Deciding on the system you need 

If you think of the usage as a graph, about 80% of your general electricity usage would lie in a straight, consistent line. E.g. think of switching on your oven at home – it draws the same amount of power most of the time. However, to switch on the oven and get it to temperature will initially form a big peak.  

These peaks are quite a challenge to work with when designing your solar system. When taking cost-effectiveness into account, you obviously want to stay below the 80% line section of your graph, add solar panels and harvest 120kW (80%) from the sun and add it to the system. In this straight section of your usage, you will use most of the electricity that you generate. The challenge lies in the fact that when your equipment is starting up, it initially forms big peaks at different times before returning to the base line. As such you have to design for the biggest peak, even though you use very little power from there. 

Roff decided to put in 120kW, where our main usage lies. To give you an idea, in a typical week we generate about 119kW per hour from the sun, and our usage is around 116kW. So our system runs quite effectively. 

Why are these ‘usage peaks’ important? 

When you want to install a system, you have to decide how to handle these peaks. The most financially beneficial way would be to draw that power from the national grid, or the municipality. So you’d generate the bulk of your power and draw the rest for those high peaks from the grid, so you don’t end up with unused generation capacity that you can’t use or put back into the grid.  

There is still a lot of technical challenges when it comes to selling power back to the grid, and the equipment is much more expensive for large systems, so take this into consideration.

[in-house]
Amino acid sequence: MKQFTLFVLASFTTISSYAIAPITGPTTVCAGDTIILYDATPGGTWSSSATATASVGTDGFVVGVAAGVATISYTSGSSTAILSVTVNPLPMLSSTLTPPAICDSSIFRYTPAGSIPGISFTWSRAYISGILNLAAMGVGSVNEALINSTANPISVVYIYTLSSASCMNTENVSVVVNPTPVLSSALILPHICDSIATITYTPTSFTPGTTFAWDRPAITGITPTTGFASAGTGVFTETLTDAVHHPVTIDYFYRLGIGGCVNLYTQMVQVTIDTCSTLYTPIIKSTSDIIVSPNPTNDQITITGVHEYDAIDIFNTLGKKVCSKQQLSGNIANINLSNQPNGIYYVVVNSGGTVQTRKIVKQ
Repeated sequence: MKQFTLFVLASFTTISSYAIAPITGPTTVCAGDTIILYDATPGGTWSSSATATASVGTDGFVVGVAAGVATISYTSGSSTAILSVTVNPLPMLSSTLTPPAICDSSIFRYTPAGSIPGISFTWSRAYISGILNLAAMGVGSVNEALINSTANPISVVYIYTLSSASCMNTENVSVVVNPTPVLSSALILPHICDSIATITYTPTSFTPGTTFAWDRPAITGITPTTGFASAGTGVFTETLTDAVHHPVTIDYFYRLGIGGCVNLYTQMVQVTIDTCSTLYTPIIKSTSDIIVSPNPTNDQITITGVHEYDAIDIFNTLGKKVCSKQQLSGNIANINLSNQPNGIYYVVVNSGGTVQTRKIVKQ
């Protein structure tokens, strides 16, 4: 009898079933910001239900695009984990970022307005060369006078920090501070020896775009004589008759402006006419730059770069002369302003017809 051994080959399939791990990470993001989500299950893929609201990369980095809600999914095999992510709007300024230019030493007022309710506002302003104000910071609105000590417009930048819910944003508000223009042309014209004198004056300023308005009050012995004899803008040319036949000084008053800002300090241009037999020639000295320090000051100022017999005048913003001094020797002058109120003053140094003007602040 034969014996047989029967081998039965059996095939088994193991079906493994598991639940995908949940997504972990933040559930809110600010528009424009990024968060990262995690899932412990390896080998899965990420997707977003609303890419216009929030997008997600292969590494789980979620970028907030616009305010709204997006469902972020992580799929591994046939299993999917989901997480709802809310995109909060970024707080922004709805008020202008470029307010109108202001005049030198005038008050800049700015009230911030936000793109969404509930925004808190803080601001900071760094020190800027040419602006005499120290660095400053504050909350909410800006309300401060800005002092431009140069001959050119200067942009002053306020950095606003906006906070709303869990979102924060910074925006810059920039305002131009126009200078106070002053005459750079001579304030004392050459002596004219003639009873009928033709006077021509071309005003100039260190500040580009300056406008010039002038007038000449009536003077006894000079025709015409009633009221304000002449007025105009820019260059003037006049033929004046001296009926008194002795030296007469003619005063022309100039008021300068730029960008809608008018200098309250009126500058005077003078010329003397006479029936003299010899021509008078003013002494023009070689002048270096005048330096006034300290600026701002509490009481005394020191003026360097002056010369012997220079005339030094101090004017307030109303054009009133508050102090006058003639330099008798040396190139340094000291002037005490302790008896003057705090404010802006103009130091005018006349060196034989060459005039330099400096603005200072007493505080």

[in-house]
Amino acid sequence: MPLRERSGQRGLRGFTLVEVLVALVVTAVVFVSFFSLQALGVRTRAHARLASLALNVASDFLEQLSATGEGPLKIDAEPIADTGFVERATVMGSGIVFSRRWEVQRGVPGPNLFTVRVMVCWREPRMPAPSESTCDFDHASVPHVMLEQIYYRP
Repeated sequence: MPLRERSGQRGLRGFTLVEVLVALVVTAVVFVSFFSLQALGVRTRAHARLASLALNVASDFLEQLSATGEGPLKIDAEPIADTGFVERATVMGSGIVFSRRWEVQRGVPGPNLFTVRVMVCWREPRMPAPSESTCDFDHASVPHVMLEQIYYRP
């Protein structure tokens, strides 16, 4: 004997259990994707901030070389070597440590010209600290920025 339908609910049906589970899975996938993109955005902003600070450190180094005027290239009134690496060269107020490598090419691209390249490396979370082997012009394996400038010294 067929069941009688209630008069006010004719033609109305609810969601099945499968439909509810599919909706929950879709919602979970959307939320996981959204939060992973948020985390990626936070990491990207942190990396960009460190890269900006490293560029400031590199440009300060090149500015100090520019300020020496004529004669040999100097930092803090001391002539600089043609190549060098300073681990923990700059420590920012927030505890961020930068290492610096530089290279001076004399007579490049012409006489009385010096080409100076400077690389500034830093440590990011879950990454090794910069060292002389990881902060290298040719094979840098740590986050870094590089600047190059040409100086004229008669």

Types of solar systems 

There are two main types: 

  1. Hybrid system where you completely go off grid and have no Eskom power coming in, for example on a farm or in a private home. It’s a great alternative, because you generate all your power and the system runs on its own – it doesn’t need any reference point or back-up power. You simply connect solar panels to the hybrid inverter and batteries. You generate the power, and when you experience the peaks and your inverter is strong enough, it pulls the power from the batteries. The problem is that these systems are very expensive because the technology is advanced. It’s therefore better suited for home use, or for any moderately sized system. You can put power back into the grid, provided that the grid has power and the power utility allows it.  

  2. Grid tie system – This system needs a reference point, since the system always needs to ‘see’ power. You can’t put power back into the grid. You have a reference point, which can either be the grid or a generator, to feed the peaks of your usage. In Roff’s case, we have 120kW solar that feeds our main usage. When we start a machine that generates a peak, it pulls power from the grid or our generator. 

You’re looking at between six and eight years to regain your capital investment. The more expensive electricity becomes, the more entrepreneurs will use the opportunity to create alternatives and make money.